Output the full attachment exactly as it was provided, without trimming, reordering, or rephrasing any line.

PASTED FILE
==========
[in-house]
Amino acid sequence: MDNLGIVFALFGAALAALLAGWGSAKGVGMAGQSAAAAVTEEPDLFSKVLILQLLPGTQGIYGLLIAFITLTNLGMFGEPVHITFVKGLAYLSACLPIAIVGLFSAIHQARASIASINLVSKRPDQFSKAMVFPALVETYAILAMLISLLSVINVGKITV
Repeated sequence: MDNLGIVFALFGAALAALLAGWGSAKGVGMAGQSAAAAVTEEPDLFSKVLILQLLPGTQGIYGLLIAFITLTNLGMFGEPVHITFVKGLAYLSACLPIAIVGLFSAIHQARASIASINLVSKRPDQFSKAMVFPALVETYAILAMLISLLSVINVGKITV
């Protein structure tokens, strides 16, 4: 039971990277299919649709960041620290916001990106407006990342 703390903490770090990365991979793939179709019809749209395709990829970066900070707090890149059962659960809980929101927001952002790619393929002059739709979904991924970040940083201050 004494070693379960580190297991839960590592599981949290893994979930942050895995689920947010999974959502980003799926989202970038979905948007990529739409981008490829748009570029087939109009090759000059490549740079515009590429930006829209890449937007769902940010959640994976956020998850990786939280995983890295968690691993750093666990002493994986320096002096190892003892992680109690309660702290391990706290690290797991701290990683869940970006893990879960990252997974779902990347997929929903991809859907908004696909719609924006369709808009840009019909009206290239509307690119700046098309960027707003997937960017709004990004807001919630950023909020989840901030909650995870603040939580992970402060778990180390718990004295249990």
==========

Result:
[in-house]
Amino acid sequence: MDNLGIVFALFGAALAALLAGWGSAKGVGMAGQSAAAAVTEEPDLFSKVLILQLLPGTQGIYGLLIAFITLTNLGMFGEPVHITFVKGLAYLSACLPIAIVGLFSAIHQARASIASINLVSKRPDQFSKAMVFPALVETYAILAMLISLLSVINVGKITV
Repeated sequence: MDNLGIVFALFGAALAALLAGWGSAKGVGMAGQSAAAAVTEEPDLFSKVLILQLLPGTQGIYGLLIAFITLTNLGMFGEPVHITFVKGLAYLSACLPIAIVGLFSAIHQARASIASINLVSKRPDQFSKAMVFPALVETYAILAMLISLLSVINVGKITV
């Protein structure tokens, strides 16, 4: 039971990277299919649709960041620290916001990106407006990342 703390903490770090990365991979793939179709019809749209395709990829970066900070707090890149059962659960809980929101927001952002790619393929002059739709979904991924970040940083201050 004494070693379960580190297991839960590592599981949290893994979930942050895995689920947010999974959502980003799926989202970038979905948007990529739409981008490829748009570029087939109009090759000059490549740079515009590429930006829209890449937007769902940010959640994976956020998850990786939280995983890295968690691993750093666990002493994986320096002096190892003892992680109690309660702290391990706290690290797991701290990683869940970006893990879960990252997974779902990347997929929903991809859907908004696909719609924006369709808009840009019909009206290239509307690119700046098309960027707003997937960017709004990004807001919630950023909020989840901030909650995870603040939580992970402060778990180390718990004295249990």